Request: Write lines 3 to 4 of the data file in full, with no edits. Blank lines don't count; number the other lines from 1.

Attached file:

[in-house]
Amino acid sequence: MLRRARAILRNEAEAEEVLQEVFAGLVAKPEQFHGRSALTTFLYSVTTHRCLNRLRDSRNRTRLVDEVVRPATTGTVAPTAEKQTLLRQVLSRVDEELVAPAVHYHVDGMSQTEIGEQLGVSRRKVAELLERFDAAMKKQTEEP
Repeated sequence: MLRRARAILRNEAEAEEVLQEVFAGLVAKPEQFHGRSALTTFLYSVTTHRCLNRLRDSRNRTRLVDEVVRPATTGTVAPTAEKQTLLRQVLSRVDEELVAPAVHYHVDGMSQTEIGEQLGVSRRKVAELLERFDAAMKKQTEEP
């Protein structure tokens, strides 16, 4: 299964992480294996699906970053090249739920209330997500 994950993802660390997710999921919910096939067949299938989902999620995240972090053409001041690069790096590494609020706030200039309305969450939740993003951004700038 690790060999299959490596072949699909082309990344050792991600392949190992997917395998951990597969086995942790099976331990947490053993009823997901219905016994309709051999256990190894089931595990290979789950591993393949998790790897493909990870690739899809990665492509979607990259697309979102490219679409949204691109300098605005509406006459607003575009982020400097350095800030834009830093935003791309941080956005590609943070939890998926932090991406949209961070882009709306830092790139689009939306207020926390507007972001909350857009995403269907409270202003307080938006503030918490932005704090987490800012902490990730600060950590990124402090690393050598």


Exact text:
Repeated sequence: MLRRARAILRNEAEAEEVLQEVFAGLVAKPEQFHGRSALTTFLYSVTTHRCLNRLRDSRNRTRLVDEVVRPATTGTVAPTAEKQTLLRQVLSRVDEELVAPAVHYHVDGMSQTEIGEQLGVSRRKVAELLERFDAAMKKQTEEP
């Protein structure tokens, strides 16, 4: 299964992480294996699906970053090249739920209330997500 994950993802660390997710999921919910096939067949299938989902999620995240972090053409001041690069790096590494609020706030200039309305969450939740993003951004700038 690790060999299959490596072949699909082309990344050792991600392949190992997917395998951990597969086995942790099976331990947490053993009823997901219905016994309709051999256990190894089931595990290979789950591993393949998790790897493909990870690739899809990665492509979607990259697309979102490219679409949204691109300098605005509406006459607003575009982020400097350095800030834009830093935003791309941080956005590609943070939890998926932090991406949209961070882009709306830092790139689009939306207020926390507007972001909350857009995403269907409270202003307080938006503030918490932005704090987490800012902490990730600060950590990124402090690393050598």